Comments about ‘The marriage problem that comes every four years’

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Published: Tuesday, Sept. 4 2012 4:05 p.m. MDT

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jeanie
orem, UT

Wow - what a foolish, narrow-minded wife. Her husband and marriage should be more important than her political convictions. I suppose her husband was foolish to trust her to help register his vote. What a sad commentary on the quality of this marriage. Agree to disagree that's fine, but if you can't at least respect the differences maybe you made the wrong choice in a spouse.

Nan BW
ELder, CO

I diagree with my spouse on many topics, but I think it would be impossible for us to be married if we had opposite political views. We are both passionate in believing strongly in an inspired U.S. Constitution so we aim for candidates that best follow constitutional principles. I cannot see how marriage could work otherwise. Neither of us think that the Republican candiddate for president is as well informed about the U.S. Constitution as he should be, but we see him as far preferable to the present occupier of that office. If we didn't agree on this, I just can't see us together. However, I also think it was unacceptable for the wife to toss his ballot. That is just plain dishonest.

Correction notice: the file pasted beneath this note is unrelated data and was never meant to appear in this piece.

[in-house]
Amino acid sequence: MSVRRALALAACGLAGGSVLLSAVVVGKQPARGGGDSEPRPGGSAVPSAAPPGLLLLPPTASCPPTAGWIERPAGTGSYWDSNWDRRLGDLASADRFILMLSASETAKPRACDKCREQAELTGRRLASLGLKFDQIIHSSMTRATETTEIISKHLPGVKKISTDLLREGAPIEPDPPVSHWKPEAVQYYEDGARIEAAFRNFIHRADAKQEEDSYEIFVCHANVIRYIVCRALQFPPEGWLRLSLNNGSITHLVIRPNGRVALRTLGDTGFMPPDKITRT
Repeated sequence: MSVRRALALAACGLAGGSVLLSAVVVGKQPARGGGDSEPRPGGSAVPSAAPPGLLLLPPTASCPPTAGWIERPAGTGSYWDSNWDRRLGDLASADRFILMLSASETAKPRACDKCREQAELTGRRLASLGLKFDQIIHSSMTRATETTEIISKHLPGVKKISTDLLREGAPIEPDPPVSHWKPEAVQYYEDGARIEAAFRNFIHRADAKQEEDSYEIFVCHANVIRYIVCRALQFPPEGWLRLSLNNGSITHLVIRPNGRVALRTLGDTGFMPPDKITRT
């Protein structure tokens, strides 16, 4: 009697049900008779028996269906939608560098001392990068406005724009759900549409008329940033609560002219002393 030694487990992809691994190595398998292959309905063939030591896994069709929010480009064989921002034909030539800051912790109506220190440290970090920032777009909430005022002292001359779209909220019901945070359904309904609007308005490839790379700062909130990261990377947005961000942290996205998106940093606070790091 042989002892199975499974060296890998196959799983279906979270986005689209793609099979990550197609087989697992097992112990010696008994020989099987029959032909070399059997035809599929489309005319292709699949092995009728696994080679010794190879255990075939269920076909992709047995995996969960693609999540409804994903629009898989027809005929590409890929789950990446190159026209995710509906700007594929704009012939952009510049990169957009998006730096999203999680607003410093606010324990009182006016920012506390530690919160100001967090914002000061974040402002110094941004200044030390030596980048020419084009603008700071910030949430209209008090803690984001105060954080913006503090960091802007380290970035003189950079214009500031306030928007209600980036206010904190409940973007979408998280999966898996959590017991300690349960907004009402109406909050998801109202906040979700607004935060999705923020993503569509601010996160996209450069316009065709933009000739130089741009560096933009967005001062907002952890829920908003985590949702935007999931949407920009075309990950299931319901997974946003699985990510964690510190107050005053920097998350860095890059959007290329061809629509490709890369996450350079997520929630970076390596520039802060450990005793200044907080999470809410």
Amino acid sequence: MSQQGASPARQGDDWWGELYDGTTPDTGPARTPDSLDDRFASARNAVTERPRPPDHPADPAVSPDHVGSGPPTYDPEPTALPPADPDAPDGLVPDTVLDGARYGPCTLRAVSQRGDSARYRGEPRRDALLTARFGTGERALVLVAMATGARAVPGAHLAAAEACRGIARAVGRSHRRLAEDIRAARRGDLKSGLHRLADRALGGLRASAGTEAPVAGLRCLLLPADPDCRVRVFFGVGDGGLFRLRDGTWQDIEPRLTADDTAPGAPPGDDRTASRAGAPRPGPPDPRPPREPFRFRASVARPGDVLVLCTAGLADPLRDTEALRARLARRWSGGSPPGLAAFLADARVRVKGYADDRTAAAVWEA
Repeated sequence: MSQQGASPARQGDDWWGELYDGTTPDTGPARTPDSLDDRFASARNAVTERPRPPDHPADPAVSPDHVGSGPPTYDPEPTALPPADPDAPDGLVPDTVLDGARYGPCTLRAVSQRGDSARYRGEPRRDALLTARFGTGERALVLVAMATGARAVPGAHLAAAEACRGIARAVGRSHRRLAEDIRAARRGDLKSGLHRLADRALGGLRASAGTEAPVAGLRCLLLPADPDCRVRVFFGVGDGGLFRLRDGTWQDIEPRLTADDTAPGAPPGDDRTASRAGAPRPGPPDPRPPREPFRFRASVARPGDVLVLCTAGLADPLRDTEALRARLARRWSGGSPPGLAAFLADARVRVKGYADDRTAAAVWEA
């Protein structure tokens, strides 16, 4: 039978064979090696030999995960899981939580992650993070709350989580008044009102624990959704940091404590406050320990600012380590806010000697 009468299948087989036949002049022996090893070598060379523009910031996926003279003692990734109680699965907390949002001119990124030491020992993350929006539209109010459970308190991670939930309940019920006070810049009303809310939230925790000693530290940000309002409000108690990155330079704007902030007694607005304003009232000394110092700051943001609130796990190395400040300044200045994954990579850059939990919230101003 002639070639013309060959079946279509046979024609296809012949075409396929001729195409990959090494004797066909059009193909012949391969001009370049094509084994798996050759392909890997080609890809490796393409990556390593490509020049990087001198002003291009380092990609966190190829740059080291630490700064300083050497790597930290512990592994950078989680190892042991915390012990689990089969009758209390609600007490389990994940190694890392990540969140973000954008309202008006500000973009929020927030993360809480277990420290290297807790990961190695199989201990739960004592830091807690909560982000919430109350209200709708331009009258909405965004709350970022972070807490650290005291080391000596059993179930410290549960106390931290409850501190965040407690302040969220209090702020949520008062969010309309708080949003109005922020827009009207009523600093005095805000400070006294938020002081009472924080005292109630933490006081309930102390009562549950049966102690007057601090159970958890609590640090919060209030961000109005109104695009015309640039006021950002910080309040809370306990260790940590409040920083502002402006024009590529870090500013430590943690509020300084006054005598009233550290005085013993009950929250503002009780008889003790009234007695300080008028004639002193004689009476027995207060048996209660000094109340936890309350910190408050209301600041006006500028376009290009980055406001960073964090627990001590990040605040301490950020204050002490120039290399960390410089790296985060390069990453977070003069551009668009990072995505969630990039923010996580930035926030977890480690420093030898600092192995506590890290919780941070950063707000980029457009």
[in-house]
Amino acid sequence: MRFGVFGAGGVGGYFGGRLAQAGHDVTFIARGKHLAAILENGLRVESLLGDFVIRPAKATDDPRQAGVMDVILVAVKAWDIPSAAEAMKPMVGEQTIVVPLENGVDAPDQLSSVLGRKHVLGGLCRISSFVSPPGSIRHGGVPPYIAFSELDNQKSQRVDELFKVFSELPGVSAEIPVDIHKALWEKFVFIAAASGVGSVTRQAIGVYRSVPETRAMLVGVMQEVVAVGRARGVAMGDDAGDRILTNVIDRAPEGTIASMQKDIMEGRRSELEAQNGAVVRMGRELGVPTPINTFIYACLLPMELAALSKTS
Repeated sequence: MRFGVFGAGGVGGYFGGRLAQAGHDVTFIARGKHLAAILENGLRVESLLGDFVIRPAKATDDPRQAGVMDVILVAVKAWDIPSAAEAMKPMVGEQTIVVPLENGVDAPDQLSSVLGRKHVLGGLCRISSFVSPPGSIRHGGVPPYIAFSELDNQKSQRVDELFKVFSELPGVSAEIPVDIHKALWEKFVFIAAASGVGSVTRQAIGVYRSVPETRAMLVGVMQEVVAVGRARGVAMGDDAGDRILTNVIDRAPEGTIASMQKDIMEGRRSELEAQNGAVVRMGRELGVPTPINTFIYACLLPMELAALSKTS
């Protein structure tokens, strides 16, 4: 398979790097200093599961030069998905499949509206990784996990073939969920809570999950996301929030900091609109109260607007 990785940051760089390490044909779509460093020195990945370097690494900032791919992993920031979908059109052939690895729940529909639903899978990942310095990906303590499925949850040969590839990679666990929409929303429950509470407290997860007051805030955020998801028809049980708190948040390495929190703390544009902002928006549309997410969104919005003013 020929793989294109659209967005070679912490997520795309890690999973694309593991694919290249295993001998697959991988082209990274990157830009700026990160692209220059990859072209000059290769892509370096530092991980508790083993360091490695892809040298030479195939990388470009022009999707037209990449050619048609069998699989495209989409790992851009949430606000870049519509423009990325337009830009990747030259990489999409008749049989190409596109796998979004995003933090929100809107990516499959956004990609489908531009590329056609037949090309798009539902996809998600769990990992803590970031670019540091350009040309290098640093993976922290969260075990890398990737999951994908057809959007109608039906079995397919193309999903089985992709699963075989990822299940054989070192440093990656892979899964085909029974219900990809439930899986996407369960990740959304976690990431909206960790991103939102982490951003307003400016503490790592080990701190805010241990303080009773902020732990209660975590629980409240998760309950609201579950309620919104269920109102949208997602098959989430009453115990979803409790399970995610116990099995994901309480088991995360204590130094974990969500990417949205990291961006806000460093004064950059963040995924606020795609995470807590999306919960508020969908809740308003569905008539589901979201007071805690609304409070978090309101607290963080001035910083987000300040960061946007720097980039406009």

Danny Chipman
Lehi, UT

My husband is incredibly conservative, while I consider myself more moderate. We vote independently, and not always for the same candidates. We agree on most sociopolitical issues, but election season is always a strain, purely because my husband gets caught up in the mud-slinging and vitriol-filled "discussions" that permeate the campaigns and the media, and it makes him an angry, bitter person whom, frankly, I don't want to be around.

I'll be so glad when this election is over.

And as a side note, isn't tampering with ballots illegal? I'm not very familiar with voting laws, but shouldn't that wife have faced the legal ramifications of throwing away her husband's vote?

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